Whole milk doesn't make you fat! Research: Long-term low-fat drinkers are heavier, why?

Low-fat and skim milk are considered healthier, but not as rich and flavorful as whole milk. Do you want to maintain your weight at the expense of feeling like you're eating? In fact, more and more studies show that low-fat milk has no advantage over full-fat in weight control.

Since the 1980s, fat research has become a science, and saturated fat is seen as the culprit of obesity and disease, and whole milk is one of the sources of saturated fat.

But in recent years, more and more research shows that the benefits of whole milk may not be less than low-fat milk.

Drink 3 servings a day to reduce cardiovascular disease

In 2018, the authoritative medical journal The Prickly Tickle published a long-term observational study of dairy products across 21 countries and more than 130,000 people in a large study that found that the more milk and yogurt consumed, the lower the rate of cardiovascular disease, stroke and total mortality.

Notably, the study also showed that people who drank three servings (240 ml each) of whole milk per day had lower mortality and cardiovascular disease than those who drank only half a serving of whole milk per day, meaning that the protective effect of drinking whole milk was more pronounced.

In the latest U.S. Dietary Guidelines 2020-2025, low-fat or skim milk is still recommended for dairy products.

Which is better, whole milk or low-fat milk? The debate is still raging, but when it comes to weight control, the research is almost unanimous - there is no evidence that low-fat milk is better than whole milk at maintaining body weight.

Satiety can control weight

Walter C. Willett, professor of nutrition at the Harvard School of Public Health, published a study in 2020 in the New England Journal of Medicine, a prestigious medical journal, summarizing the relationship between milk and health, including milk and growth and development, fracture risk, diabetes, cardiovascular disease, cancer, allergies, and total mortality.

In terms of weight and obesity, a number of prospective generational studies or randomized trials have shown that low-fat milk has no advantage in weight control, and there is even evidence that children who drink low-fat milk have a greater long-term weight gain than children who drink whole milk.

Similar results have been found not only in children but also in adult studies.

A study published in the European Journal of Nutrition in 2013, reviewing 16 papers on milk and obesity, did not find that drinking whole milk was associated with obesity, 11 of which even showed that those who drank whole or high-fat milk were less likely to gain weight.

In one of the large observational study from Sweden, which lasted for 9 years, more than 19,000 middle-aged women who drank more than one cup of low-fat and skim milk a day had an average weight of 64.9 and 65.6 kg respectively, but those who drank whole milk had an average weight of 63.7 kg, which was the lowest of the three.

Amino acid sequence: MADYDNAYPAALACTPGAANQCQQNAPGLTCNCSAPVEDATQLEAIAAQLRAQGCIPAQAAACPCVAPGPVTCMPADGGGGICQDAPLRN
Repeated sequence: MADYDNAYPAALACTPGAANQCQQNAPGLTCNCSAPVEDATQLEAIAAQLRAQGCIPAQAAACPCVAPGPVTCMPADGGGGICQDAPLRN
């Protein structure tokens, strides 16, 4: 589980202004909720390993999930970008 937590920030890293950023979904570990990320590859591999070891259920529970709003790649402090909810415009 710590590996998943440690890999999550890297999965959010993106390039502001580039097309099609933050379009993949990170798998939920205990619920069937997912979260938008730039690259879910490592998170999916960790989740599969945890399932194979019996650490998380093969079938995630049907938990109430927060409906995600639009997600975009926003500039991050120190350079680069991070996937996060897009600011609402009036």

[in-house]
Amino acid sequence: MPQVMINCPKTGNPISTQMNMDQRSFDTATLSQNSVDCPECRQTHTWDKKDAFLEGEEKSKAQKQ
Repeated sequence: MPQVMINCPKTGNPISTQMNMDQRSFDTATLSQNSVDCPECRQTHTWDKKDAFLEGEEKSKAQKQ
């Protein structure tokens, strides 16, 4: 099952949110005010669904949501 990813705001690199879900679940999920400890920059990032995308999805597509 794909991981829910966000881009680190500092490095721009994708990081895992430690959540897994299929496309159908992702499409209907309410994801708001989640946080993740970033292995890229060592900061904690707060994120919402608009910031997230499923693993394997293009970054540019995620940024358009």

Why is this contrary to common sense? One of the explanations is that "whole milk provides a sense of satiety," and in cold weather, a cup of rich, hot milk or hot latte is filling and satisfying.

In an interview with the popular science magazine New Scientist, Willett said that in addition to satiety, certain fatty acids in whole milk may have additional effects on weight control. Moreover, he mentioned that many low-fat dairy products will have extra sugar, but make people fat.

Beware of the same myths as hand-cranked drinks

At the same time, this may also be a myth generated by the different shapes of life and diet. People who are overweight or even obese and need to lose weight are taught to drink low-fat or even skim milk, while those with a standard body are more likely to adopt a healthy lifestyle diet and can therefore enjoy the richness of whole milk with confidence.

In the case of hand shaken drinks, "originally drink full sugar to drink half sugar, thought to be able to drink a few more cups," weight loss groups may also be assured because of low-fat or non-fat milk, ignoring diet control and exercise, resulting in weight loss can not be.

All of the above studies only mention that drinking whole milk can maintain weight, but did not mention that it can lose weight. In other words, drinking whole milk will not make you fat, but it will not make you thin either.

In fact, milk is still an excellent source of calcium and protein, milk fat contains fat-soluble vitamins and essential fatty acids that the body needs, and lecithin, brain phospholipids and neurophospholipids in cow's milk are essential for maintaining the structure of brain nerves and other cells, yet nearly 90% of the country's population drinks less than one serving of milk a day.

How to choose whole milk or low-fat milk?

If you have a fatty liver, high blood cholesterol, or if you like to eat foods high in oil, such as cakes or fried foods, it is best to choose low-fat milk.

As for healthy people in general, don't feel guilty and drink delicious whole milk! However, it should be noted that if you only drink a latte and your dairy intake does not reach the recommended daily amount of 1.5 cups, it is best to supplement with another cup of fresh milk, milk powder, milk powder or yogurt, are good choices.

About Jerry

There are only 24 hours in a day, so why not spend it in a healthy and happy way? So, I choose to spend it happily
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